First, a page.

Continuing her focus on COVID-19 and what it means for our industry, long-serving contributor Elizabeth Shobert shares her tips for demand planning during these times. Elizabeth is Director of Marketing & Digital Strategy at StyleSage.
Retail demand planning is both art and science even in the most stable of times, but today uncertainty is the name of the game. So how can brands and retailers navigate this, using data, technology, and smart manufacturing? Here are some tips and tricks for the days ahead.
Navigating Unpredictable Spending
We’ve been on the roller coaster of consumer spending over the past few months, and many of us are left with whiplash, trying to figure out what’s next. That’s the bad news; the good news is that there are data points that can help you cope with the unpredictability.
First up, customer listening should be your top priority during these times. In quarantine, people were locked into their screens, spending hours inside TikTok and Instagram, whether that was making music videos, googling banana bread recipes, or trying to find the softest sweatpants. As lockdowns have come and gone, the conversations, mood, and tone have been quickly evolving and will continue to do so. The point is that when you’re listening, you know the right products to be promoting and how to go about doing it with the right and relevant voice.
This listening isn’t a monthly or even a weekly activity, however, it ought to be a daily – or nearly constant – activity. As we all know, this is the pace at which our world now moves.
Speaking of knowing the right product to be promoting, understanding what’s going on around you – and specifically outside your four walls – is key. Even with your own historical sales data, there’s not much precedent for what’s unfolded over the past months. The best thing you can do is to consider your customers’ choices and look to the market outside. Many of our clients at StyleSage have been looking at competitive e-commerce data to answer questions that sales data can’t always fully answer like, “I’m sitting on aging merchandise, but how wide and deep should my discounts go?” or “Which products in the market are showing early indications of strong performance?” There’s no perfect “playbook” out of this crisis, but looking to other retailers, geographic markets, and industries can prove illuminating in times like these.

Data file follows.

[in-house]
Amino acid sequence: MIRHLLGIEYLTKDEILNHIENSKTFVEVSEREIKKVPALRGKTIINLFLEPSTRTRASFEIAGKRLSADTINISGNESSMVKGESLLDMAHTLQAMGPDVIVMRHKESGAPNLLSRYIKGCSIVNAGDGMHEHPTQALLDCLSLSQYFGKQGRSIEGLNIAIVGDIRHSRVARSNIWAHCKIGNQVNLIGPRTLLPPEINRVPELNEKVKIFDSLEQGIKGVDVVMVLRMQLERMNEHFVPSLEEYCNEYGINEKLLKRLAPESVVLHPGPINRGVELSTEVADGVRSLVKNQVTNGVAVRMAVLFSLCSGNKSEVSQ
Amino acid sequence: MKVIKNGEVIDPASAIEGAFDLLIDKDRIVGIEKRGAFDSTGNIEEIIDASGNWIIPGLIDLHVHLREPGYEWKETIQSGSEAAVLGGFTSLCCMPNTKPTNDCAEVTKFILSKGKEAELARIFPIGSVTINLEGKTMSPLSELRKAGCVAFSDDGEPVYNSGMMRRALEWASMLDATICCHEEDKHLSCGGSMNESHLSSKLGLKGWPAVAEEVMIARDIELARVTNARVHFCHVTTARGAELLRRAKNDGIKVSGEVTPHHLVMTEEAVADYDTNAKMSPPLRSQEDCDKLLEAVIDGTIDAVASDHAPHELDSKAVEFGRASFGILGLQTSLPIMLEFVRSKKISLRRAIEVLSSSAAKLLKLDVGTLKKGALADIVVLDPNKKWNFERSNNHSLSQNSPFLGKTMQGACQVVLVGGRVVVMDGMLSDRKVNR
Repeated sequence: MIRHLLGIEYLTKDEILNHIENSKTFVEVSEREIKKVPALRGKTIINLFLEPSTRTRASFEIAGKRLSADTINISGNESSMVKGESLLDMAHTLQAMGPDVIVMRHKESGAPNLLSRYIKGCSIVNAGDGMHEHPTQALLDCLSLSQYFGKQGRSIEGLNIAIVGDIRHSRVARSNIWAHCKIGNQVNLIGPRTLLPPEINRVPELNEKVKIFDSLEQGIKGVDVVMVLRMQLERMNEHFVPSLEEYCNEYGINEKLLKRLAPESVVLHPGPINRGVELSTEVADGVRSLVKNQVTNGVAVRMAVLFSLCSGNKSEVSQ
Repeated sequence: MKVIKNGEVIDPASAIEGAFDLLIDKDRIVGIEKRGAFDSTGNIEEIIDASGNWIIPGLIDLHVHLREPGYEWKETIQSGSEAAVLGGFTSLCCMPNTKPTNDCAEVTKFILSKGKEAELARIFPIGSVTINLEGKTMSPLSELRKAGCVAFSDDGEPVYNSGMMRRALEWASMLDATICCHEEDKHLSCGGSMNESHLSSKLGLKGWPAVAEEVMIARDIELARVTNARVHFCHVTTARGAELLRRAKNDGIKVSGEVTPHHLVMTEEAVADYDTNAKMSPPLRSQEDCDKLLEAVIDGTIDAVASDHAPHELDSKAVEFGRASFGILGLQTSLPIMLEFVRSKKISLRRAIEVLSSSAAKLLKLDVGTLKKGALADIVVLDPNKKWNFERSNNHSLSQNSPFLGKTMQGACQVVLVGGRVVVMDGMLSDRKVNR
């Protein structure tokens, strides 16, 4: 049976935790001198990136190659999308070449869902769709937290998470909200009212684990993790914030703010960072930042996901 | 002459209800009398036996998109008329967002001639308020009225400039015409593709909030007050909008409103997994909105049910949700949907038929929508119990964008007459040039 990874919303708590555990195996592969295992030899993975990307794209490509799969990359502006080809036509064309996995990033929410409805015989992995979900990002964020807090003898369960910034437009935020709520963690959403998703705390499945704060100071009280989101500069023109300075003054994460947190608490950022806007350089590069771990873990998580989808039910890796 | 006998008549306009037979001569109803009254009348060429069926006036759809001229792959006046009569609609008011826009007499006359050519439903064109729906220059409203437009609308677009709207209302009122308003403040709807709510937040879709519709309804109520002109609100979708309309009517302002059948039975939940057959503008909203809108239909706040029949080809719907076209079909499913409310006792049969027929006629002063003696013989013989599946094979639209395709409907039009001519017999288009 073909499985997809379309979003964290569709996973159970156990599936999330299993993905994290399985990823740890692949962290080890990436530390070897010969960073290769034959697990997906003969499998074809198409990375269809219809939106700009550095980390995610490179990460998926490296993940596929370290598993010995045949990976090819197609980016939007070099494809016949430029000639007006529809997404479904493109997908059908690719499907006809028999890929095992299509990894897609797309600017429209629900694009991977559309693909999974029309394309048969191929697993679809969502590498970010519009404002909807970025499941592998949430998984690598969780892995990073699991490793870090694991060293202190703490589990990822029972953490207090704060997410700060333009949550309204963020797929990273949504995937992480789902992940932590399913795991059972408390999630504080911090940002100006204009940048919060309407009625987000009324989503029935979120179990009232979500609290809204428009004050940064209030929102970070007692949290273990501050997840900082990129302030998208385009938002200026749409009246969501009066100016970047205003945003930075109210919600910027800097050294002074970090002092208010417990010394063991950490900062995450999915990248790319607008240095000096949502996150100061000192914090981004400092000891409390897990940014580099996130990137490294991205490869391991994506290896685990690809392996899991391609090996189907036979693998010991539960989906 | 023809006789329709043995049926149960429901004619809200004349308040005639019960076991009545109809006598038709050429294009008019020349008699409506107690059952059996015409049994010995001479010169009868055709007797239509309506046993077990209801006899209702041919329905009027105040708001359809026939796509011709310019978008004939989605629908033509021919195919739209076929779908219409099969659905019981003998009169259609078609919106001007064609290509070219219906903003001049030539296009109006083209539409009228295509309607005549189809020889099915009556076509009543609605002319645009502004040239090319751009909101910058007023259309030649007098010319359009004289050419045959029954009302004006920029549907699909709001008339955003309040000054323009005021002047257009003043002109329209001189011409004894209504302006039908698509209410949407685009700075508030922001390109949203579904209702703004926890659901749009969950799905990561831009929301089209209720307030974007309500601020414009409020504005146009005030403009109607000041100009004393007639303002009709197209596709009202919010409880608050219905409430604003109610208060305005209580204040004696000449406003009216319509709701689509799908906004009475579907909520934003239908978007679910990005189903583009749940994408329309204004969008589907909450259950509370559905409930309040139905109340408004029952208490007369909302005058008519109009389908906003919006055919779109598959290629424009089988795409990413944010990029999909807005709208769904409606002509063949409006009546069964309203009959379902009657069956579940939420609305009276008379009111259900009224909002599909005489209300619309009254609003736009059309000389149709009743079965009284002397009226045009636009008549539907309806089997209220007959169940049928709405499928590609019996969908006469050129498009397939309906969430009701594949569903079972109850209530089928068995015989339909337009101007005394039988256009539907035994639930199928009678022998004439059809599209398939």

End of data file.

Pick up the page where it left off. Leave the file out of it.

One thing’s for certain – no matter the outcome of the pandemic – digital social and selling channels will be a brand’s lifeline, and keeping an eye on the customer and competitive market makes confident and contextualized decisions possible.
Responsive Supply Chain
We all know that a supply chain is what gets us from idea to product on the “store” shelf. In fashion, the supply chain has always faced certain pressures, in one part cost-based, but another large part because themes and trends come and go quickly. And when you don’t have a nimble supply chain, in many cases your product is already dated the moment it becomes available, which means it’s going to have to be marked down sooner rather than later.
A responsive supply chain has many elements behind it, beyond just the manufacturing itself. One lever brands have is assortment structure, and how much of that is allocated towards core or seasonless items, and then how much is more trend-driven. The idea behind a flexible assortment structure is that first, you can have more planning time for the core pieces since they don’t drastically change season-to-season, and second, time is of the essence for pieces that are “trendy” and have a shorter shelf life. You want to strike a balance between these two groups.
Beyond assortment structure, you have to think about smart design. Can the materials you purchase be repurposed for many different types of products? If necessary, could this product shift to a different season or market if conditions change? Could it become a top instead of a bottom? (Hey – we all know tops are more popular than pants as we’re on Zoom calls all day.) Can you identify which design attribute(s) makes something current vs translatable to a different season?
Of course there’s the manufacturing piece, and many experts believe nearshoring will become even more common – beyond fast fashion and certain categories and price points. The additional advantage of nearshoring is that it gives brands the flexibility to conduct small tests of merchandise, rather than committing to large minimum order quantities with longer lead times at factories further afield.
Culture vs Technology
Any conversation around technology and processes has to take into account culture. You need the right tools to give you visibility into the supply chain, the competitive market, and the consumer headspace, but it’s your people whom you have to trust to take that data and make the right decisions. You can think of data and technology as the foundations to building that kind of organizational trust.
Without the right culture, insights and ideas pass through layers of an organization, and end up nothing like the original idea, in some cases a lesser version of what could have been.
As organizations have had to act quickly during this crisis, even with fewer hands on deck, it’s my hope that they continue to move with this kind of urgency, even as their businesses return to some type of normalcy.